Community Engagement Core (CEC)

Director: Katlyn May

CEC Coordinator: Grace Campbell

Map of the Cape Fear River basin, showing CEC community partners and PFAS sources
Map of the Cape Fear River
basin, showing CEC community partners and PFAS sources.

Per- and polyfluoroalkyl substances (PFAS) are chemicals that pose a unique challenge for environmental and human health. A broad class of over 3,000 chemicals designed to be water- and stain-resistant, PFAS were used for decades in a range of products and industries. While low concentrations of PFAS are present around the world because of their widespread use, point sources (single, identifiable sources of pollution) can cause elevated PFAS levels in specific communities.

One such community is the Cape Fear River Basin in North Carolina.

The Cape Fear River basin is the largest river basin in North Carolina. It provides drinking water for more than 1.5 million people and has been impacted by PFAS contamination from many sources for decades. 

Only a handful of PFAS have been closely studied by researchers, but we already know that a few of the major PFAS (namely PFOS and PFOA) are proven to cause various health effects including cancer, high cholesterol, and low birth weights. Currently, no mandatory regulatory standard exists for PFAS in North Carolina, which means water treatment facilities are not required to remove PFAS from drinking water. 

The sheer number of chemicals that are classified as PFAS, as well as the lack of toxicological and human health information and regulatory standards, make PFAS contamination a difficult issue for many communities to address. 

The mission of the Community Engagement Core (CEC) is to empower Cape Fear River communities impacted by PFAS contamination to build knowledge and develop strategies to address and reduce PFAS exposure and related environmental health concerns. To achieve our mission, we have four goals:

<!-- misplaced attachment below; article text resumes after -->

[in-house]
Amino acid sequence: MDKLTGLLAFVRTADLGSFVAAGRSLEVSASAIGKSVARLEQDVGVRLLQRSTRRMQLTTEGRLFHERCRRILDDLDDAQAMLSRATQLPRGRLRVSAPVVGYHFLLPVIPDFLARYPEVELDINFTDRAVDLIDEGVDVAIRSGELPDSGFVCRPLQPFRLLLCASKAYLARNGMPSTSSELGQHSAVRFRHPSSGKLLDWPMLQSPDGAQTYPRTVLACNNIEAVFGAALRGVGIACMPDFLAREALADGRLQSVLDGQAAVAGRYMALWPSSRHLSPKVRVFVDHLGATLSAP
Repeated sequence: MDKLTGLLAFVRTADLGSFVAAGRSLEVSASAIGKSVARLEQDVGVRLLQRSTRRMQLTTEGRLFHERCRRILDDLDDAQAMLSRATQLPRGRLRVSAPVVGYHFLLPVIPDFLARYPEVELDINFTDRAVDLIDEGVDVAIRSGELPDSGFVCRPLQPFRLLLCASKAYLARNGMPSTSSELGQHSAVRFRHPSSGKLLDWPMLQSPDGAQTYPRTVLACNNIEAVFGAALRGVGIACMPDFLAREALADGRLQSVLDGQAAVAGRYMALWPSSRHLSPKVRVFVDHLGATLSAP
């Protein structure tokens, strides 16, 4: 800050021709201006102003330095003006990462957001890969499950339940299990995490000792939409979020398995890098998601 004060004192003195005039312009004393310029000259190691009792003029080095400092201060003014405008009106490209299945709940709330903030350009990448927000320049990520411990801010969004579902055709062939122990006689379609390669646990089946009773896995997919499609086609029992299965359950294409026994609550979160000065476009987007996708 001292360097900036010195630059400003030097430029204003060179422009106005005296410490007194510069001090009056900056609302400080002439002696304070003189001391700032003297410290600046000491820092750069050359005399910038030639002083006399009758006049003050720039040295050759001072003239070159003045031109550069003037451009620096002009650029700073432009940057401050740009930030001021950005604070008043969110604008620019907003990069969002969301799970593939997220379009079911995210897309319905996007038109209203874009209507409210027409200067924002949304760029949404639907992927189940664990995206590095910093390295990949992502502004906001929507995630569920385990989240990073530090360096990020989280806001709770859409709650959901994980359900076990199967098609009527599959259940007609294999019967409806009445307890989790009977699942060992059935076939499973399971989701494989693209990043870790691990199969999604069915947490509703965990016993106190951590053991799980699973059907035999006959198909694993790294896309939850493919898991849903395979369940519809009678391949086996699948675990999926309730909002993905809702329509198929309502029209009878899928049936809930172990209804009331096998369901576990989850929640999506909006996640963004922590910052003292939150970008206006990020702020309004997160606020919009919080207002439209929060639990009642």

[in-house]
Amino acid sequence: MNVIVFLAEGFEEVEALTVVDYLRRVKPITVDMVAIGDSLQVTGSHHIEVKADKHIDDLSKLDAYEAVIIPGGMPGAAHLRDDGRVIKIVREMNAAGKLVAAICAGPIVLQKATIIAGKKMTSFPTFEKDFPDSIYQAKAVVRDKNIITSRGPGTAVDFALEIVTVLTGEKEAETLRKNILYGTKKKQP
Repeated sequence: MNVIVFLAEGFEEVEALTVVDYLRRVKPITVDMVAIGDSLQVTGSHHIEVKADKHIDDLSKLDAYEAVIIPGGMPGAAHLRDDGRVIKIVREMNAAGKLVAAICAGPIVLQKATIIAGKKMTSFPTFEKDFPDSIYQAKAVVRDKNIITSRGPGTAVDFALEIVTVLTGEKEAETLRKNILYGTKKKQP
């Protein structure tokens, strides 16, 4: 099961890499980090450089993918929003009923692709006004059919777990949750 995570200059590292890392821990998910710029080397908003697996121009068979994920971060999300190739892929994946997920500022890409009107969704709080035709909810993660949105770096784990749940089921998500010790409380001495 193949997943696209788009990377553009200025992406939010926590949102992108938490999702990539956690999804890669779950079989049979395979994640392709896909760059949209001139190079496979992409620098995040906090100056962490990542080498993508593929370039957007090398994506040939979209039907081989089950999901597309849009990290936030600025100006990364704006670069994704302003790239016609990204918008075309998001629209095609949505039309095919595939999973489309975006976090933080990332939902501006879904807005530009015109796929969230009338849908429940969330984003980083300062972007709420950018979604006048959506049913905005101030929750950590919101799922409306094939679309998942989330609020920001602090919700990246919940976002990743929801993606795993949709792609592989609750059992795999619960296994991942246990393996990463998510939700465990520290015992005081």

Listing of our goals to achieve the mission of the Center

Communicating environmental health topics requires the use of some specific terms. Below we’ve defined a few:

Environmental Health Literacy: The degree to which people and communities understand how the environment can impact their health, and then take action to reduce harmful environmental exposures.

A group of community members who understand that they have been exposed to lead from car exhaust from nearby freeways, get their soil tested, and then inform their neighbors and advocate for clean soil are demonstrating environmental health literacy.

Multidirectional Communication: An exchange of information and ideas between multiple partners, not just university scientists presenting their research and leaving. 

Community members share concerns about potential chemical exposures in drinking water, researchers listen and perhaps share results from their work studying chemicals in drinking water. University scientists and all kinds of stakeholders remaining in ongoing communication, where all parties listen to and learn from each other’s expertise demonstrates multidirectional communication

Social Connectivity: The level of closeness or connectedness within a community.

Communities that can share information with friends, neighbors, and residents quickly and effectively usually have strong social connectivity. They might have active social media pages, hold events at community centers, have nonprofits that collaborate with each other, a strong network of faith-based groups, among others.